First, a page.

A.P. Rossiter has a few choice words about Falstaff which struck a particular chord during my reading today.
The ‘moral-historical’ approach diminishes Falstaff as Wit, leaving him with little more than the rascally quick-wittedness which gets Eulenspiegels and Harlequins out of tight corners. Sir John is more. He is not only witty in himself (No, I’m not going on with Familiar Quotations)—he is Wit ipse. And wit is critically destructive—of ideal systems which assume that human nature is what it isn’t.
This is a fine example of why, although I greatly respect what I’ve read of Rossiter’s criticism, I tend ultimately to disagree with his conclusions. I concur that a simple “‘moral-historical’ approach” flattens Falstaff deplorably—e.g., a recently encountered article that attempted to mash the Henriad into a humoral system, and in so doing put Falstaff down (against almost all reason) as the Phlegmatic Man! This is moralizing Falstaff nearly out of existence, a blasphemy which would have been impossible to envision were it not for the inspiring skill of a certain flavor of academic. Rossiter would never be guilty of such a thing.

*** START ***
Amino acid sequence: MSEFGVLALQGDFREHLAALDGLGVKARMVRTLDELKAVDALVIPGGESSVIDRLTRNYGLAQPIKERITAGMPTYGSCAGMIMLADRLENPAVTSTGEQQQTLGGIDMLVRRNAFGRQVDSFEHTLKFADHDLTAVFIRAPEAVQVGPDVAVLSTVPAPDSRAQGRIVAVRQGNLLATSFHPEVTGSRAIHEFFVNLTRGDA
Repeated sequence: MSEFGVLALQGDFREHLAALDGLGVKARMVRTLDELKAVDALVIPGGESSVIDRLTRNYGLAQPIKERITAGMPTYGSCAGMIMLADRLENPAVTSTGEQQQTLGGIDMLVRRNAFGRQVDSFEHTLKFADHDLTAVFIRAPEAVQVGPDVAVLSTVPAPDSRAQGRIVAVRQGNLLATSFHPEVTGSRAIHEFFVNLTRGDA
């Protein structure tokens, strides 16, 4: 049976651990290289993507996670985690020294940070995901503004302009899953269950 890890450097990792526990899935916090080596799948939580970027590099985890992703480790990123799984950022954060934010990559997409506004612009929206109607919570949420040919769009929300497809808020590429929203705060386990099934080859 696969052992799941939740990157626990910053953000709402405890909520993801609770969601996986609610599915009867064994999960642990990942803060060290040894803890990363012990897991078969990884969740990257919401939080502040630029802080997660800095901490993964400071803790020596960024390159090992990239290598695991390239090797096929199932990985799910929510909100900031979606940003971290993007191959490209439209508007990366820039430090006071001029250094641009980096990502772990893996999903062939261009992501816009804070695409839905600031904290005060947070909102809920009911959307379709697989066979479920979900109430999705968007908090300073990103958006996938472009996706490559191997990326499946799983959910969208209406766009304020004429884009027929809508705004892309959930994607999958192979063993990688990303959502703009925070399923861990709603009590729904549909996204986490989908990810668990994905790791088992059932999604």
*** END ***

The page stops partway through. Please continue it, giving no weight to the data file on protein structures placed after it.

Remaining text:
But I do wonder, in identifying Falstaff as Wit Ipse, if Rossiter misses something even more important than Falstaff. Falstaff if witty; so was Oscar Wilde; so was G.K. Chesterton; so are the Thin Man movies. I enjoy all of this wittiness tremendously; and (as with Falstaff) the more tremendous the wit, the more I enjoy it. But I wonder if we (people of the temper of Rossiter and me) don’t put too great a premium on wit or (to paucify the term, for clarity, or at least to gain what Rossiter might call a “two-eyed view”), on “being funny.” Wit Ipse is a frightening great thing to contemplate, from one angle; from another, it is a great deal less than even a very dull man. And of course, wit can destroy not only “ideal systems which assume that human nature is what it isn’t” but also ideal systems (like that held perhaps by the dull man) that see human nature for what it is. Like all Platonic forms, it is simultaneously terrifying and—to use the word Rossiter uses above—diminished, diminishing: flat. (This is something Charles Williams gets splendidly right about his unleashed Platonic forms in the otherwise neglibile The Place of the Lion.)
I am willing to stand corrected. Perhaps there is something overwhelmingly glorious about wit, which would then justify the great stature Falstaff takes on in Rossiter’s schema. But I am inclined to think that the really great and human thing is not wit but humor; and of humor I do not think it can be said that Falstaff is it, ipse.
But the precise distinction between wit and humor, palpable to anyone at home in English, is for me another one of those unanswered questions to which I referred the day before last.